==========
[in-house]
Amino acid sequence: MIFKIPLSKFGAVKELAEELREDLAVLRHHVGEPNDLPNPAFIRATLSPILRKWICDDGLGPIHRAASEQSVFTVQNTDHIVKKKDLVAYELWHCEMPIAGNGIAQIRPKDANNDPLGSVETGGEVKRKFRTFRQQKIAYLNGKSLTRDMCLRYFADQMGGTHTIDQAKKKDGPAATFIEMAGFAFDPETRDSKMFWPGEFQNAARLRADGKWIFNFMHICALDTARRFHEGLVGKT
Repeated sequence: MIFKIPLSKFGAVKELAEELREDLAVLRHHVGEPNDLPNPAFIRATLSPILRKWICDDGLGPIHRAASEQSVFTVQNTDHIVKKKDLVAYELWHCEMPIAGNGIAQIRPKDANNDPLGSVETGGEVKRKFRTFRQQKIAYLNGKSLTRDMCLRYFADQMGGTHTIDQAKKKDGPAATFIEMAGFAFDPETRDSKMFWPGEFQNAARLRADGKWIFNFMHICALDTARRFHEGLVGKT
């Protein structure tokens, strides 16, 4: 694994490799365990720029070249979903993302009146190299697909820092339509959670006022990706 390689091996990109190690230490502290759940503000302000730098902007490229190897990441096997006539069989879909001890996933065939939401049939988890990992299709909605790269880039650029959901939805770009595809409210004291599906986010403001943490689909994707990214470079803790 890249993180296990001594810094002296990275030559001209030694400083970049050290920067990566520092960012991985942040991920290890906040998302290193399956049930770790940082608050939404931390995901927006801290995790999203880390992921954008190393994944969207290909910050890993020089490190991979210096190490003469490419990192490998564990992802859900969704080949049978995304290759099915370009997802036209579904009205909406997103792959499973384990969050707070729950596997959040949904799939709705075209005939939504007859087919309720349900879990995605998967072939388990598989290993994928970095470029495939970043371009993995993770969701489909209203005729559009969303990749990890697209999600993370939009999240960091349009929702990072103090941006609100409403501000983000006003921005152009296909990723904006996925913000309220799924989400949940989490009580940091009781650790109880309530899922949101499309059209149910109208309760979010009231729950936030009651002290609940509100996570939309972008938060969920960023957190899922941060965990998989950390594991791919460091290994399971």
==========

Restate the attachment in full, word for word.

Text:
[in-house]
Amino acid sequence: MIFKIPLSKFGAVKELAEELREDLAVLRHHVGEPNDLPNPAFIRATLSPILRKWICDDGLGPIHRAASEQSVFTVQNTDHIVKKKDLVAYELWHCEMPIAGNGIAQIRPKDANNDPLGSVETGGEVKRKFRTFRQQKIAYLNGKSLTRDMCLRYFADQMGGTHTIDQAKKKDGPAATFIEMAGFAFDPETRDSKMFWPGEFQNAARLRADGKWIFNFMHICALDTARRFHEGLVGKT
Repeated sequence: MIFKIPLSKFGAVKELAEELREDLAVLRHHVGEPNDLPNPAFIRATLSPILRKWICDDGLGPIHRAASEQSVFTVQNTDHIVKKKDLVAYELWHCEMPIAGNGIAQIRPKDANNDPLGSVETGGEVKRKFRTFRQQKIAYLNGKSLTRDMCLRYFADQMGGTHTIDQAKKKDGPAATFIEMAGFAFDPETRDSKMFWPGEFQNAARLRADGKWIFNFMHICALDTARRFHEGLVGKT
């Protein structure tokens, strides 16, 4: 694994490799365990720029070249979903993302009146190299697909820092339509959670006022990706 390689091996990109190690230490502290759940503000302000730098902007490229190897990441096997006539069989879909001890996933065939939401049939988890990992299709909605790269880039650029959901939805770009595809409210004291599906986010403001943490689909994707990214470079803790 890249993180296990001594810094002296990275030559001209030694400083970049050290920067990566520092960012991985942040991920290890906040998302290193399956049930770790940082608050939404931390995901927006801290995790999203880390992921954008190393994944969207290909910050890993020089490190991979210096190490003469490419990192490998564990992802859900969704080949049978995304290759099915370009997802036209579904009205909406997103792959499973384990969050707070729950596997959040949904799939709705075209005939939504007859087919309720349900879990995605998967072939388990598989290993994928970095470029495939970043371009993995993770969701489909209203005729559009969303990749990890697209999600993370939009999240960091349009929702990072103090941006609100409403501000983000006003921005152009296909990723904006996925913000309220799924989400949940989490009580940091009781650790109880309530899922949101499309059209149910109208309760979010009231729950936030009651002290609940509100996570939309972008938060969920960023957190899922941060965990998989950390594991791919460091290994399971």